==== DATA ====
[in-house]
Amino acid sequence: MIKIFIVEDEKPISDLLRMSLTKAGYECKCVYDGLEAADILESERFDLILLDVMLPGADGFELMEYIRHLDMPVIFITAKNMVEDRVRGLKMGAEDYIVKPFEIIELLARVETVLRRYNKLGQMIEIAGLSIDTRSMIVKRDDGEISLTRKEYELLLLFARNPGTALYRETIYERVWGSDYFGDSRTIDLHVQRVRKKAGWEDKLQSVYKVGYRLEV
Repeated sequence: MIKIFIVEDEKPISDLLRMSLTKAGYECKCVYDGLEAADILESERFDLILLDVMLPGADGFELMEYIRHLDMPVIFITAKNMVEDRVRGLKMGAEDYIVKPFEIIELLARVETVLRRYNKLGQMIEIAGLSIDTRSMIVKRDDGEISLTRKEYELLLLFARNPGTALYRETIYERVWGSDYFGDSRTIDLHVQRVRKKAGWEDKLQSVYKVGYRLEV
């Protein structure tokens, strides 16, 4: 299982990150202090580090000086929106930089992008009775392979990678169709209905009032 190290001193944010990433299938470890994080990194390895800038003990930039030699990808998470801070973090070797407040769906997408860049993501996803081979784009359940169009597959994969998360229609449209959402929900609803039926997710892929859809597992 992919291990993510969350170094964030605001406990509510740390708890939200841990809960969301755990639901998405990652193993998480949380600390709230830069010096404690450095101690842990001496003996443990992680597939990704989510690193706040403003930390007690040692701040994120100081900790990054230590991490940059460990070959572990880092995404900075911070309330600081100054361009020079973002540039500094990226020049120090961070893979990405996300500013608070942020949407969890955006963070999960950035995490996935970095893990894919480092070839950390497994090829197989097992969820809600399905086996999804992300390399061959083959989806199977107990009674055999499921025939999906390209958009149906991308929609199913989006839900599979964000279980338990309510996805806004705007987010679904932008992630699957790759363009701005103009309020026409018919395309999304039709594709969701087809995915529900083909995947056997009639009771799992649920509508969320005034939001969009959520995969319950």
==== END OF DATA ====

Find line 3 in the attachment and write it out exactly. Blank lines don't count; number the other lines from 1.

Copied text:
Repeated sequence: MIKIFIVEDEKPISDLLRMSLTKAGYECKCVYDGLEAADILESERFDLILLDVMLPGADGFELMEYIRHLDMPVIFITAKNMVEDRVRGLKMGAEDYIVKPFEIIELLARVETVLRRYNKLGQMIEIAGLSIDTRSMIVKRDDGEISLTRKEYELLLLFARNPGTALYRETIYERVWGSDYFGDSRTIDLHVQRVRKKAGWEDKLQSVYKVGYRLEV